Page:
* To sell more assets if govt fails to cover tariff deficit
* Big part of debt target depends on recovering deficit
* Failure to recover deficit, sell assets could hit dividend
By Andrés González and Tracy Rucinski
MADRID, Dec 19 Spanish utility Iberdrola
may have to step up asset sales and cut its dividend if
the country's cash-strapped government fails to pay it back in
full for years of selling power at regulated prices that do not
Spain's power companies have racked up a deficit of some 24
billion euros ($32 billion) from selling electricity at a loss.
The government is obliged by law to repay utilities and has been
issuing bonds which are designed to transfer the debt onto the
state-backed Electricity Deficit Amortisation Fund (FADE).
But the FADE bonds are competing with the state's other,
already strained fundraising plans. About 2.5 billion euros is
still owed to Iberdrola and a long halt in FADE bond issues in
2012 has raised concerns how much it will get back, and when.
"Given our view that there could be obstacles to further
issuance of accumulated tariff deficit (bonds), we feel that a
dividend cut looks perfectly feasible in the short term,"
Mirabaud analyst Jose Martin-Vivas said.
Iberdrola, the world's largest operator of wind farms, has
said it will cut its debt to 26 billion euros from 32 billion by
2014 to maintain its coveted investment grade rating, which S&P
left at one notch above junk last month.
However, a good chunk of its debt-cutting target depends on
collecting money from the state to cover the cost of selling
power at a loss - the so-called tariff deficit.
The group has ordered the sale of wind farms and other
assets in Europe and the United States worth close to 1.5
billion euros, two sources with knowledge of the matter said.
It has also identified a further 3 billion euros of
potential sales if needed, which Deutsche Bank analysts say
could include minority stakes in infrastructure assets.
A partial listing of British unit Scottish Power would be a
"Plan C" alternative, Deutsche added in research note after a
roadshow with management.
This would only be considered under a highly stressed
macro-economic scenario including renewed pressure on the
Spanish sovereign and a shutdown of capital markets, the bank
Iberdrola has declined to comment on its various options.
The government has repeatedly said it is committed to
clearing the tariff deficit and is looking at other options due
to tough bond market conditions. They could include higher
prices for consumers, though that would be politically hard.
KEEPING THE CREDIT RATING
Iberdrola's efforts mirror those of other Spanish firms like
Telefonica and Repsol, intent on avoiding the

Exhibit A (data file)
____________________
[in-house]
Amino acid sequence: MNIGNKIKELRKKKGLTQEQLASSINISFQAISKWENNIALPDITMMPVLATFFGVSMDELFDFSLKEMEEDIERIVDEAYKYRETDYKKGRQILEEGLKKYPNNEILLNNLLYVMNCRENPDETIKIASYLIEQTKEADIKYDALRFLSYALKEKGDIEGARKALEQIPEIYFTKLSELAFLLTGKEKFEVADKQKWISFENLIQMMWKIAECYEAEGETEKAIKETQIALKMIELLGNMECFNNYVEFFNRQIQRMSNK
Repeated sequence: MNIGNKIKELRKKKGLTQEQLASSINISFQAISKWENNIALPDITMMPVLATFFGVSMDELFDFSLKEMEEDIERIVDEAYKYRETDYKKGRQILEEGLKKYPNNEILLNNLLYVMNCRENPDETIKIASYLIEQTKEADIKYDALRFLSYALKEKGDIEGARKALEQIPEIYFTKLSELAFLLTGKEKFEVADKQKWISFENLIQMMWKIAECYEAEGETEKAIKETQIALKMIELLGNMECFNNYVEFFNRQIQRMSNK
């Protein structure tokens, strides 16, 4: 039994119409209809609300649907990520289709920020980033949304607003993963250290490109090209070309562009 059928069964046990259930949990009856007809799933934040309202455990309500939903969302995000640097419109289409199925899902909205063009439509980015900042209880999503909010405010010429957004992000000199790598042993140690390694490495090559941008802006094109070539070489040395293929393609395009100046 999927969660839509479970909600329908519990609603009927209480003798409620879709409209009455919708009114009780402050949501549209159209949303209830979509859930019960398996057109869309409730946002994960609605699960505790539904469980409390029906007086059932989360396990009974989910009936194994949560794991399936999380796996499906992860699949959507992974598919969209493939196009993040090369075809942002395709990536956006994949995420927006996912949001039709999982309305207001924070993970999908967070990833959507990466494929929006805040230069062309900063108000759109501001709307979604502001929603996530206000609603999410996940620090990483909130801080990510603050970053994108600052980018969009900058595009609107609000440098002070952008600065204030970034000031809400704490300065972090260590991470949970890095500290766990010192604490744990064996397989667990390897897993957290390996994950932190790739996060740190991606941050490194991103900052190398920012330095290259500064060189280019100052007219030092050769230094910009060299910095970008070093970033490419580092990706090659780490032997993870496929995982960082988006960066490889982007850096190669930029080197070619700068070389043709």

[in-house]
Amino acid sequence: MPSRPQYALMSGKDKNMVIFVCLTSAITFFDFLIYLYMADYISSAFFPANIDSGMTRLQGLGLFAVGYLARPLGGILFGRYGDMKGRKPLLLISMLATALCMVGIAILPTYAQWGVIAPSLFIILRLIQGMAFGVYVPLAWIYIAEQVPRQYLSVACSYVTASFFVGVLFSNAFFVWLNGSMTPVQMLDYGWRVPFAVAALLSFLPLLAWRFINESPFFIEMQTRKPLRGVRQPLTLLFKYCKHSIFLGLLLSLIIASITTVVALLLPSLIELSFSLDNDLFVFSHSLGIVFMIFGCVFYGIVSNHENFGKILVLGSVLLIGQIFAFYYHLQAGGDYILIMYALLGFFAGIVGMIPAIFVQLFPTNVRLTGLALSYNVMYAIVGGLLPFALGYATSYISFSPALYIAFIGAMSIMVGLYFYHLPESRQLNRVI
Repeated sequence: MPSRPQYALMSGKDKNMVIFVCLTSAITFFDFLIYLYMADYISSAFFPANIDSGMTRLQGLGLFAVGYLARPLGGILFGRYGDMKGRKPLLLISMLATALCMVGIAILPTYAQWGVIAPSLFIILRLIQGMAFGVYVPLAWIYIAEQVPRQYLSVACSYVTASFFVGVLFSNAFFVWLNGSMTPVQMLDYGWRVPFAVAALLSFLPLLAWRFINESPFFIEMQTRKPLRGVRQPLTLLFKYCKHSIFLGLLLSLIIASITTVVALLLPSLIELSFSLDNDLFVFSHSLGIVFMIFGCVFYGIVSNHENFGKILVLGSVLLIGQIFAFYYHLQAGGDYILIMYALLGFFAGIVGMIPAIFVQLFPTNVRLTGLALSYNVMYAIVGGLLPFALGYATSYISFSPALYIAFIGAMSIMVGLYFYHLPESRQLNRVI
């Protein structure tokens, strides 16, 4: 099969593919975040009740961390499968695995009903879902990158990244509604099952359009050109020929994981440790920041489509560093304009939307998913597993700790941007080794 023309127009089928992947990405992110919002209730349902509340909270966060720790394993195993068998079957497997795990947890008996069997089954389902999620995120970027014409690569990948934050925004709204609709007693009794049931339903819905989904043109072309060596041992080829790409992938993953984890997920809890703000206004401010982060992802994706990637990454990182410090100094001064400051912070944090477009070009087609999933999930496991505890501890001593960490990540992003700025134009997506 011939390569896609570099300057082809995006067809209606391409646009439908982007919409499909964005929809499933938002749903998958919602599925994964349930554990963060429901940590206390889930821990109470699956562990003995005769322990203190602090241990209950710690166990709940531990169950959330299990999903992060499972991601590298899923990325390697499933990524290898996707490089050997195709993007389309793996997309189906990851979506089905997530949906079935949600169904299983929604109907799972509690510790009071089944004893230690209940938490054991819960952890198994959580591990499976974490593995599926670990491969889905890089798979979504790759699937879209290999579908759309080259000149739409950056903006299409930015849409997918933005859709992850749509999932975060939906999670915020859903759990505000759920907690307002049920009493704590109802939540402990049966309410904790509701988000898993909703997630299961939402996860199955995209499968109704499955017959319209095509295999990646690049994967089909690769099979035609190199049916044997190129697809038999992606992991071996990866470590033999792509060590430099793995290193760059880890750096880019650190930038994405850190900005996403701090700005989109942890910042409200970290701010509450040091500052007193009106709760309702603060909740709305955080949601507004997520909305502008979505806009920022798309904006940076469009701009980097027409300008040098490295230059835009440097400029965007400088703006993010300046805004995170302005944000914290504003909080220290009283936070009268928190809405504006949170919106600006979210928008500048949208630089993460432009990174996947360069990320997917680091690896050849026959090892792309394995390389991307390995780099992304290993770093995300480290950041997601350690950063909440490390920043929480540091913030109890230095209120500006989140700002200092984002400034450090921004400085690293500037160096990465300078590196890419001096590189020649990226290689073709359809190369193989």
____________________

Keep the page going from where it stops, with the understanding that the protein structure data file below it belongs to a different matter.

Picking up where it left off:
big credit downgrades that have hit the Spanish government and
which make borrowing harder as well as more costly.
"The rating is Iberdrola's number one priority. A downgrade
to junk would be fatal, and if it feels more pressure from the
agencies it will get even more aggressive with asset sales," one
source with direct knowledge of the matter said on condition of
anonymity, given the confidential nature of the sales process.
Iberdrola's leverage - its debt as a percentage of total
debt and shareholders' equity - stood at 48.4 percent at Sept.
30 including the tariff deficit, on its balance sheet as a
receivable. Without the deficit, leverage was 45.9 percent.
When S&P downgraded Iberdrola's rating to BBB from BBB+, in
line with Fitch, just 24 hours before a 1.75-billion-euro FADE
bond issue for the sector, it cited concerns about possible
delays in the electricity tariff deficit securitisation.
Moody's rates Iberdrola Baa1, two notches above junk, with a
Endesa - which has the highest deficit pending
compensation - and Gas Natural are also awaiting more
payments. Gas Natural recently warned it could miss 2014
earnings targets because of financing hurdles, but has yet to
announce a new strategic plan.
Delays to recovering the deficit could put pressure on
Iberdrola's commitment to pay 60 percent of its earnings, or
about 3.1 billion euros, to shareholders in the next two years
with a 0.30 euro dividend.
The firm, whose shares have fallen 12 percent so far this
year, currently offers a 7.9 percent dividend yield, compared
with 6.9 percent for peers, according to Thomson Reuters data.
For now, Iberdrola has said its financing needs are covered
for the next two years even in a stressed scenario, meaning that
the dividend looks protected, a priority Chairman Ignacio Galan
reiterated in a Dec. 2 interview with Reuters.
Last week it sold seven onshore wind farms in Germany for
52.7 million euros. Other assets up for sale are concentrated in
Poland, France and Mexico.
The company is also in the process of selling some of its 10
wind farms in the United States and has received offers from
multiple bidders, said a source with direct knowledge of the
matter, and who is separate from the two sources cited above.
The source, who declined to be identified because of
confidentiality reasons, said there is no set schedule for the
disposals but that at least one of the bids fell far below the
price Iberdrola was seeking.
($1 = 0.7568 euro)
(Additional reporting by Joyce Lee in Seoul; Editing by Fiona
Ortiz and Mark Potter)